S/S–NSC Files: Lot 63 D 351: NSC 72 Series

Memorandum by the Assistant Secretary of State for European Affairs (Perkins) to the Secretary of State

top secret

Subject: NSC 72—United States Policy Toward Spain


Changing conditions resulting from Soviet-inspired aggression and the consequent danger of global war, require a reconsideration of US policy toward Spain which will serve the immediate requirements of our national security.


In NSC 72 the JCS presented the desirability of close military relations with Spain, and preferably Spanish participation in the NAT. [Page 1578] In NSC 72/1 the Department outlined the political reasons which militate against such action. But recognizing the desirability of closer military cooperation with Spain, we requested more detailed information concerning the military requirements the JCS have in mind. However no further comment has been received from the JCS since this matter was last discussed in June and the Department has therefore prepared the attached paper2 for submission to the NSC.

This paper reviews the following considerations which emphasize the need for closer military relations with Spain: 1) the potential military value of Spain’s strategic position, in light of the increasing deterioration of the international situation; 2) although Spanish participation in MDAP and NAT is not now possible, we can begin to provide for Spain’s contribution to the common defense in line with our basic NAT objectives; and 3) much can be done, without arousing the political objections outlined in NSC 72/1, to increase the military value of Spain in a manner which will contribute to the development of strength in the NAT area, but delay in doing so may well mean losing the opportunity.

The paper recommends that our immediate objective should be to develop the military potentialities of Spain’s strategic geographic position for the common defense, all such action to be guided by the political considerations set forth in NSC 72/1. When plans for the use of Spain for the common defense of Western Europe and the Mediterranean and North Atlantic areas have been completed we should approach the Spanish Government in order to acquire such facilities as air and naval bases. The sale of military equipment should be permitted having in mind that the NAT countries have priority for our aid, and provision should be made for a number of other steps in the direction of closer military cooperation. These new relations with the Spanish Government should be carried out through the Embassy in Madrid and the service Attachés without special missions or emissaries. This policy should be discussed with the British and French Governments for the purpose of informing them of our decision and, if possible, of agreeing on a common policy. If the latter is achieved the NAT Council of Deputies should be informed and an effort made to establish a common NAT policy along these lines.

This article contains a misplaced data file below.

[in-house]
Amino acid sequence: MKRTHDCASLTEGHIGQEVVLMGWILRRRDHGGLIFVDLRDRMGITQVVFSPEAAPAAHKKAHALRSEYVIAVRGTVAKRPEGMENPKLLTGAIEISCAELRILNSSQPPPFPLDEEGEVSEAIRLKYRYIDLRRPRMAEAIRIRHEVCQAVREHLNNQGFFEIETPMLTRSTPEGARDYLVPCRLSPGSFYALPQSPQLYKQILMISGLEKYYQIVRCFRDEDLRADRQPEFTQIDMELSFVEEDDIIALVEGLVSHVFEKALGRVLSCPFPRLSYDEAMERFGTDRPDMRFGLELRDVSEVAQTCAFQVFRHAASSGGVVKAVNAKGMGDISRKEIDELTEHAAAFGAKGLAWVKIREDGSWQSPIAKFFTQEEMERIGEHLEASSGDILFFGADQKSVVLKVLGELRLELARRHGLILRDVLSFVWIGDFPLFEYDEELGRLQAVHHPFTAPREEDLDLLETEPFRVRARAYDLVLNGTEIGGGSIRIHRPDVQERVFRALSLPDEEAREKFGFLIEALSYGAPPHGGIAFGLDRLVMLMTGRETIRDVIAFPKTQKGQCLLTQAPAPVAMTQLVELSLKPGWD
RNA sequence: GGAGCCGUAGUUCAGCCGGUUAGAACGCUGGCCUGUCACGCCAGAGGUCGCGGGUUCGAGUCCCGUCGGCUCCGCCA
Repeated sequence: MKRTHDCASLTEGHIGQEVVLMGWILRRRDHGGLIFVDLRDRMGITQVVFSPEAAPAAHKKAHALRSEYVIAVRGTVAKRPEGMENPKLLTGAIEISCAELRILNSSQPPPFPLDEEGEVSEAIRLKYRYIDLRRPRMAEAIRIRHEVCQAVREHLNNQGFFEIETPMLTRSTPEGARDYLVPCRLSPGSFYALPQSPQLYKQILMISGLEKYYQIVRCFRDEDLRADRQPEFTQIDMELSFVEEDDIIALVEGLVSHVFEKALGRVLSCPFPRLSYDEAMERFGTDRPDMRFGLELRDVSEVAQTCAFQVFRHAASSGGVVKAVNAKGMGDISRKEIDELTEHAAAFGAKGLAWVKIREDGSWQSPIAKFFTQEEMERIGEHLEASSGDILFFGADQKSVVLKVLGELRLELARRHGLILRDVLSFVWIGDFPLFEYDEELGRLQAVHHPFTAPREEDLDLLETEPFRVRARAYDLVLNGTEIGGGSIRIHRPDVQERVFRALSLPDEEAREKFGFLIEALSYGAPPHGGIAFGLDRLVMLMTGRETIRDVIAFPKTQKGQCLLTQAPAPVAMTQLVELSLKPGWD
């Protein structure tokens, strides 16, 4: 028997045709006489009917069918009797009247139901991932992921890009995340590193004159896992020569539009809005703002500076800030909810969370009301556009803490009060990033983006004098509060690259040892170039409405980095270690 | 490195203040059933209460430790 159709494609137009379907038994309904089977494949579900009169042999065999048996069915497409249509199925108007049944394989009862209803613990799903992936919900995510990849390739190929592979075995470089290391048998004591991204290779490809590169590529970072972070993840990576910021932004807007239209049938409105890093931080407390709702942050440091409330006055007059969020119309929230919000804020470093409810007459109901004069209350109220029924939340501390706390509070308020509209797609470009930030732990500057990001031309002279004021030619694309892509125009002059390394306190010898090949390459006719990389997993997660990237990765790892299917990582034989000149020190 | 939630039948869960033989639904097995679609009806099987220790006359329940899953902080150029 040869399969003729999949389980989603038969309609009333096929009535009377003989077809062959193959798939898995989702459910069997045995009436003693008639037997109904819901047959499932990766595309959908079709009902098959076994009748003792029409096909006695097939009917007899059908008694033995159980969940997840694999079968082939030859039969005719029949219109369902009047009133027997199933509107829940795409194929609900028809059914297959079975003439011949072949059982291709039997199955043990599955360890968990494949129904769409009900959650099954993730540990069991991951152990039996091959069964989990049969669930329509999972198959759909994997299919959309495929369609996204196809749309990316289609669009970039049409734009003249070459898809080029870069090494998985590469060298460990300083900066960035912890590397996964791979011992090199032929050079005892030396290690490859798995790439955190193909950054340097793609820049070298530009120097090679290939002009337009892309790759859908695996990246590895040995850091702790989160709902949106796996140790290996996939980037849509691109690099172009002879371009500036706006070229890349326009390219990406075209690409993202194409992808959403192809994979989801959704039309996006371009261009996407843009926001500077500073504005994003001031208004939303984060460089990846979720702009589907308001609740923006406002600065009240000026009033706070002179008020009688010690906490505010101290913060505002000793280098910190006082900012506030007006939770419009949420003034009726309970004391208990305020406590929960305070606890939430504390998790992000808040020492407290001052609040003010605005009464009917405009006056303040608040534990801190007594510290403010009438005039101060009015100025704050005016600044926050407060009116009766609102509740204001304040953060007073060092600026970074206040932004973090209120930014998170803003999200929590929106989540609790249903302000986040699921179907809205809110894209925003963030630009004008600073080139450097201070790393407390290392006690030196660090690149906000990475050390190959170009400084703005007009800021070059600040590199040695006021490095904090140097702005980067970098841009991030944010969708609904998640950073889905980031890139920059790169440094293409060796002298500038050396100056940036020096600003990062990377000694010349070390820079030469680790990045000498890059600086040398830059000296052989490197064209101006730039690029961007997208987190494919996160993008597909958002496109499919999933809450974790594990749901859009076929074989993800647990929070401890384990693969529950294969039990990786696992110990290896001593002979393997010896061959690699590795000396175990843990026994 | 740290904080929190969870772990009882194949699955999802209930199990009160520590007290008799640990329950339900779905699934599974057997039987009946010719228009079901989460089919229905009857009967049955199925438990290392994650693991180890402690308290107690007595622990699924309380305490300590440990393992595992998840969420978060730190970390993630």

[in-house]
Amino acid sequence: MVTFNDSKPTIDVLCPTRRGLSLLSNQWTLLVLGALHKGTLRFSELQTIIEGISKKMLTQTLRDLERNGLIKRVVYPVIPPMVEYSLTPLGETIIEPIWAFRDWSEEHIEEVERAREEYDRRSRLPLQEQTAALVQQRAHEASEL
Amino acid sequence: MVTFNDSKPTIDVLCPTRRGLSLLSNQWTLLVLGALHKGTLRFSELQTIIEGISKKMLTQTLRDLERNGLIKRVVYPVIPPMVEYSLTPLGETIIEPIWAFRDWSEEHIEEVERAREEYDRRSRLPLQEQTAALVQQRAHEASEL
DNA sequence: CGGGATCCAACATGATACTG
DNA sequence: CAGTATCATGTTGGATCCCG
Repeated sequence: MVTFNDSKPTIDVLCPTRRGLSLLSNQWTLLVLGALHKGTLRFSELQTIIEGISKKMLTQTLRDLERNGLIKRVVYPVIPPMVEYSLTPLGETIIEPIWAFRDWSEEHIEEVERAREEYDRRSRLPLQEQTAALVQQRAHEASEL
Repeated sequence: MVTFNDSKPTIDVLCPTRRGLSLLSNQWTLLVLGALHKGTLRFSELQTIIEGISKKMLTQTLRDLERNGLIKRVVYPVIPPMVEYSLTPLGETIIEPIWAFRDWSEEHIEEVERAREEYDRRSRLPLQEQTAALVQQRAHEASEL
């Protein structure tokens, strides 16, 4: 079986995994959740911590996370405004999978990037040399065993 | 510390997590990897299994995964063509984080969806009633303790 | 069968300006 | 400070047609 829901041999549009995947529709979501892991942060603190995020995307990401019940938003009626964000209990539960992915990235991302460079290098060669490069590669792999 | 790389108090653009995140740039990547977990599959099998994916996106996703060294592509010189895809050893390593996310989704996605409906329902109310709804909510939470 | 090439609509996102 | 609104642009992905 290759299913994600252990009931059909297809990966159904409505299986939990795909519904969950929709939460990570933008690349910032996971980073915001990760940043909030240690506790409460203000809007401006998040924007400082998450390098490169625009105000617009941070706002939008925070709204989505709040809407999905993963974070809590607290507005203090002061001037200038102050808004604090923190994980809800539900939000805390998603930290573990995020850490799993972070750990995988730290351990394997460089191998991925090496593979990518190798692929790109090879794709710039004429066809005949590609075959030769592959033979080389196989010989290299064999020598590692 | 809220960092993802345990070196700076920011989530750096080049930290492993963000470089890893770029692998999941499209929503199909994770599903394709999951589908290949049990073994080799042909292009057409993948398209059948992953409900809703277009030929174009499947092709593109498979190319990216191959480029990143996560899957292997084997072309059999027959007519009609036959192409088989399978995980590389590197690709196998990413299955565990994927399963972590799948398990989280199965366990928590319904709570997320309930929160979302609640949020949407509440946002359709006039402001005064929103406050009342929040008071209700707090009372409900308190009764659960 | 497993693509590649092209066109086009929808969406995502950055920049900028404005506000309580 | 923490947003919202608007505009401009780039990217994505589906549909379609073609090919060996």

The paper recommends that our ultimate objective should be Spanish participation in the NAT and MDAP and that we should prepare the way for discussions with the British and French to achieve this objective. After agreement is reached in the NAT, discussions with the Spanish Government should indicate that their contribution [Page 1579] of troops to the integrated defense forces would be necessary to Spain’s admission to the NAT and a basis for assistance under the MDAP.


It is recommended that the attached paper be approved and forwarded to the NSC.
During the discussion of this paper in the NSC it is recommended that you supplement the considerations in the second paragraph of the discussion above with the following two points:
It is desirable that a decision on this question be reached before the Ambassador leaves for Madrid.3
Domestic public opinion, and particularly Congress, aroused by the heightening international tension, has indicated that intensified demands will shortly be made to provide for Spanish participation in defense plans for Western Europe and the Mediterranean and North Atlantic areas. The vigor of this opinion, motivated largely by considerations of Spain’s strategic importance, was indicated by the Congressional action on loans for Spain last August following the early events in Korea. In light of the more serious developments since then, we may expect that Congress will press for far more drastic steps. The logical extension of the sentiments expressed in Congress last August would be action stipulating Spanish participation in the MDAP and Spanish association with the NAT, which at this time would conflict with the integrated policies and defense plans we are developing with our allies, and would undermine the spirit of unity and cooperation which exists today. However, unless the Administration soon takes some initial steps toward Spain’s ultimate participation in these plans, in a manner consonant with our basic policy objectives in Western Europe, the possibility of Congressional action providing for military assistance for Spain and Spanish participation in the NAT may well become an early reality.

Concurrences: G; S/A

  1. The precise date on which this paper was transmitted is uncertain. A notation on the bottom of page 1 reads “prob. post Nov. 25.”
  2. Not found in Department of State files.
  3. Stanton Griffis, Ambassador-designate to Spain.